It’s a rather sanitised version of events and really needs more bite and jeopardy, and fewer homilies like “fried chicken makes you feel better about life”.
It manages to be poignant at times, though it’s not as emotionally connecting as it could be. The Help might well garner some Oscar nominations, but come February I reckon we’ll have forgotten all about it. RL
Paranormal Activity 3
* * *
Cert 15, 84 mins
You can understand why they wanted to make a sequel to the first film, which was made for just $15,000 and earned more than $100 million.
But now they’re really starting to milk the format, which stays exactly the same. Everything is still seen through the lens of a home video camera (it is the 1980s) and we still spend much of the film waiting for something to happen, with varying degrees of tension. It is better than the second film, but lacks the first’s intensity and element of surprise.
It’s a prequel to the original, showing what happened to sisters Katie and Kristi when they were young – events they’ve conveniently forgotten.
Back in 1988, they were living with mum Julie (Lauren Bittner) and her boyfriend Dennis (Christopher Nicholas Smith) who makes wedding videos and, naturally, films all the spooky goings-on in their Californian home. It will make you jump, several times.
See it if you enjoyed the other Paranormal Activity films. It is more of a Halloween treat than a trick, but only just. RL
Monte Carlo * * *
Cert PG, 104 mins
There’s only one way to describe this family-friendly film – and that’s pleasant.
We’ve seen mistaken identity French farces before, most recently with Audrey Tautou’s Priceless.
And this won’t be the last film in which a clutch of attractive young actresses (Selena Gomez, Katie Cassidy and Leighton Meester) try to make a name for themselves at the expense of underwritten boys.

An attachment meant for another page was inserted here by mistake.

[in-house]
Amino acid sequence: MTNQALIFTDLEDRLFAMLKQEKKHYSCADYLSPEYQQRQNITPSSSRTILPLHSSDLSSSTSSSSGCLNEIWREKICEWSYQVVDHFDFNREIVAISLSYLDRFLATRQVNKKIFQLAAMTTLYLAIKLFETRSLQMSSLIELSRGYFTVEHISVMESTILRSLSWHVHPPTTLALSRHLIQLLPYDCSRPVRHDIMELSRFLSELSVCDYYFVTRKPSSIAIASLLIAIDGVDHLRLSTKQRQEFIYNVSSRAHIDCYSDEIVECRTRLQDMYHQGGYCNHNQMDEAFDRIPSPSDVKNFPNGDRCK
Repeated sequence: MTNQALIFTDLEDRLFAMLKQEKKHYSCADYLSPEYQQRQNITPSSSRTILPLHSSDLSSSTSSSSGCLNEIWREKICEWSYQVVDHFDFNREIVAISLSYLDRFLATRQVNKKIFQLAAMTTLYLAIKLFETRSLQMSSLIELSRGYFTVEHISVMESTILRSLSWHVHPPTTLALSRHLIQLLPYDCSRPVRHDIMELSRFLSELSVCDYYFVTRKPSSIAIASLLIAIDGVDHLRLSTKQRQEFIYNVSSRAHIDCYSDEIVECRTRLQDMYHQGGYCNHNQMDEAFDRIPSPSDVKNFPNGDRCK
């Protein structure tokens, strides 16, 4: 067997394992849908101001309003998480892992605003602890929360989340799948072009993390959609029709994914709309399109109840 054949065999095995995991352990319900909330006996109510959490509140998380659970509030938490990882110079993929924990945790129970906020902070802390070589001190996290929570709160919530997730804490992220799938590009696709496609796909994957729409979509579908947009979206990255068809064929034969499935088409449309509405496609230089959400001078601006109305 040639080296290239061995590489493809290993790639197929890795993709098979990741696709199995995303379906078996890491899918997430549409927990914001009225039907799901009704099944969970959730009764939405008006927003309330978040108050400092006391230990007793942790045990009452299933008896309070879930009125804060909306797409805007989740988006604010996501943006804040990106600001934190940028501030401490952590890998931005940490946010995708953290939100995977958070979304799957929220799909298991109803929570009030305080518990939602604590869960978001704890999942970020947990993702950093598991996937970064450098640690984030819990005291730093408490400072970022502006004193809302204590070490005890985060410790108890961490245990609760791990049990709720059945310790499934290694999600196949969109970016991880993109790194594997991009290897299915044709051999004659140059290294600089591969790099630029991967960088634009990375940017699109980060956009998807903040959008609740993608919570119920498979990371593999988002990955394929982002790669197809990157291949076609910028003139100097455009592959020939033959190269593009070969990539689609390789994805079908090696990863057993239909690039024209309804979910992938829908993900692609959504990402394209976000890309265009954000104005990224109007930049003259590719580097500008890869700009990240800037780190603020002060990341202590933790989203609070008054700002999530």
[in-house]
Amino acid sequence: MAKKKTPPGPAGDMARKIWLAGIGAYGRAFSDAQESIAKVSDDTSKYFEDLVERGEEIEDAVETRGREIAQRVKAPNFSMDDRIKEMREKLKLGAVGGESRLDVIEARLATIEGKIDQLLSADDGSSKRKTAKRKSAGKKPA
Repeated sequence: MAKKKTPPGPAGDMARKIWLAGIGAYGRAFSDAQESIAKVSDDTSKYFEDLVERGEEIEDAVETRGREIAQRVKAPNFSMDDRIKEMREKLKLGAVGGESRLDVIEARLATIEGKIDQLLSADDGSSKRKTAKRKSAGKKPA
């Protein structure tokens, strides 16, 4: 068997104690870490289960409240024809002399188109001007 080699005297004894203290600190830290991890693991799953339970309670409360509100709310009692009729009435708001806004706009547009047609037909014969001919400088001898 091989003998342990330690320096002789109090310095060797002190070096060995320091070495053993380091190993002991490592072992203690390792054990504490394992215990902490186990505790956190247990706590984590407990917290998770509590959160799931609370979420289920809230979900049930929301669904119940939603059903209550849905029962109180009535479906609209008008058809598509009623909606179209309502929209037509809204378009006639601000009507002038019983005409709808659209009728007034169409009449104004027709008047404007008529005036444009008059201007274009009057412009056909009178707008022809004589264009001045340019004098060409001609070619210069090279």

Rather like Anne Hathaway’s The Princess Diaries it’s heavy going at times but the fashions and set designs are everything a budding Sex and the City girl would want to see.
And the sunshine scenery will make you feel like you’ve been on holiday without bothering airport staff.
Sometimes it’s rather pleasant to see something that’s just, er, pleasant. GY
Mademoiselle Chambon * * * *
Cert 12A, 101 mins
Still in France, this wonderfully absorbing story of what it takes to not give into temptation is a hauntingly beautiful, ultra-simple account of the affections growing between a teacher Véronique (Sandine Kiberian) and a married builder (Vincent Lindon) who has a son at her school.
Utterly believable, right down to Jean’s practical nature, there is more emotion in the scene when children get exciting by his appearance in class to talk about bricks, than in the whole of Tintin put together.
By paring everything right down, director Stéphane Brizé elegantly proves that less really is more.
Showing at the Mac from Friday until Sunday. GY